Collage of MRI (magnetic resonance imaging) cross sections through various fruits and vegetables.

Should we be aiming for five a day?

We’re all encouraged to eat a diet packed full of fresh fruit and vegetables, but what’s the evidence that this is good for us?

Twenty years ago, the World Health Organization (WHO) proposed the ‘five-a-day’ guideline for fruit and vegetables. No single study makes a watertight case for this. That would need the rigid control of diets for masses of people and decades of follow-up. But there is much evidence that people who eat more vegetables and – especially – fruit have healthier lives than those who do not.

The EPIC (European Prospective Investigation into Cancer and Nutrition) study is following 500,000 people across ten European countries, for at least ten years, to explore different risk factors for cancers. Results from EPIC indicate that fruit and vegetable intake helps reduce certain types of cancer, although the effect is not as large as researchers anticipated. The results suggest that if everyone ate two more portions of fruit and vegetables a day, around 2.5 per cent of cancers could be avoided.

The protective effect may be higher for smokers and people who drink alcohol. There is also evidence that diets high in fruit and vegetables help reduce heart disease, although that could be because such diets include less fat, salt and sugar.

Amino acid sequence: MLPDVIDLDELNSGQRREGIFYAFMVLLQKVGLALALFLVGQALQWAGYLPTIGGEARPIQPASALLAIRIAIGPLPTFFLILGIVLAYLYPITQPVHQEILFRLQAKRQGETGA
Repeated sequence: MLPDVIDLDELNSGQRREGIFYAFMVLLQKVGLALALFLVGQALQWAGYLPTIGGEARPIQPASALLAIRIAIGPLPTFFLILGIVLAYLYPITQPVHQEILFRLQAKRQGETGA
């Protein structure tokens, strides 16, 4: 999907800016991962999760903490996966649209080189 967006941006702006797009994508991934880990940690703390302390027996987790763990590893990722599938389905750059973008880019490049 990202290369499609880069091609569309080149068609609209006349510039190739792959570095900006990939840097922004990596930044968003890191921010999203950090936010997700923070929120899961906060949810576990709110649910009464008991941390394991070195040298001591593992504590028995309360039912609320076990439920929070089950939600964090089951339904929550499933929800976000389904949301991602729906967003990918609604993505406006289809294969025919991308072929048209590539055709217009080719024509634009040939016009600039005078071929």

Research published by scientists at University College London (UCL) in 2014 suggests we could go further, aiming to eat seven portions of fruit or vegetables a day.

Lead image:

Collage of MRI (magnetic resonance imaging) cross sections through various fruits and vegetables.

Alexandr Khrapichev, University of Oxford/Wellcome Images


Further reading

About this resource

This resource was first published in ‘Food and Diet’ in June 2011 and reviewed and updated in August 2016.

Health, infection and disease
Food and Diet
Education levels:
16–19, Continuing professional development